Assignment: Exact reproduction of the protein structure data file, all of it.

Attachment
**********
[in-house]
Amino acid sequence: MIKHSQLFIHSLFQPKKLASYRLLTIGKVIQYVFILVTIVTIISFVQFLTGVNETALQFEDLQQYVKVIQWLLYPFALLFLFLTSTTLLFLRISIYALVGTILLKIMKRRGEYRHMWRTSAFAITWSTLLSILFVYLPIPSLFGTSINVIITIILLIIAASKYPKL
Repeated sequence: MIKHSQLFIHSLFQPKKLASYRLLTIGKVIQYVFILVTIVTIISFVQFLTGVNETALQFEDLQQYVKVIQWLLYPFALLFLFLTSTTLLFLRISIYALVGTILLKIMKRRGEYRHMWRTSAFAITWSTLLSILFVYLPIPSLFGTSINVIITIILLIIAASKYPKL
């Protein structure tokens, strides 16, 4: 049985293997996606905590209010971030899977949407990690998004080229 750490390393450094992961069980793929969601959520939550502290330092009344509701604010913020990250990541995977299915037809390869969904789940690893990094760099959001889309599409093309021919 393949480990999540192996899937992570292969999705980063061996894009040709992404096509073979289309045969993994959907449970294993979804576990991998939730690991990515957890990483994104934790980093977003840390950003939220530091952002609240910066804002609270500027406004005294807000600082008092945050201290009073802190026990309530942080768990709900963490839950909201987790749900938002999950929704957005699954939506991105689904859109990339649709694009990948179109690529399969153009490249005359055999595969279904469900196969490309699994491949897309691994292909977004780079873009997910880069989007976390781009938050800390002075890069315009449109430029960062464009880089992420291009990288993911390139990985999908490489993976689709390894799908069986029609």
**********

[in-house]
Amino acid sequence: MIKHSQLFIHSLFQPKKLASYRLLTIGKVIQYVFILVTIVTIISFVQFLTGVNETALQFEDLQQYVKVIQWLLYPFALLFLFLTSTTLLFLRISIYALVGTILLKIMKRRGEYRHMWRTSAFAITWSTLLSILFVYLPIPSLFGTSINVIITIILLIIAASKYPKL
Repeated sequence: MIKHSQLFIHSLFQPKKLASYRLLTIGKVIQYVFILVTIVTIISFVQFLTGVNETALQFEDLQQYVKVIQWLLYPFALLFLFLTSTTLLFLRISIYALVGTILLKIMKRRGEYRHMWRTSAFAITWSTLLSILFVYLPIPSLFGTSINVIITIILLIIAASKYPKL
């Protein structure tokens, strides 16, 4: 049985293997996606905590209010971030899977949407990690998004080229 750490390393450094992961069980793929969601959520939550502290330092009344509701604010913020990250990541995977299915037809390869969904789940690893990094760099959001889309599409093309021919 393949480990999540192996899937992570292969999705980063061996894009040709992404096509073979289309045969993994959907449970294993979804576990991998939730690991990515957890990483994104934790980093977003840390950003939220530091952002609240910066804002609270500027406004005294807000600082008092945050201290009073802190026990309530942080768990709900963490839950909201987790749900938002999950929704957005699954939506991105689904859109990339649709694009990948179109690529399969153009490249005359055999595969279904469900196969490309699994491949897309691994292909977004780079873009997910880069989007976390781009938050800390002075890069315009449109430029960062464009880089992420291009990288993911390139990985999908490489993976689709390894799908069986029609």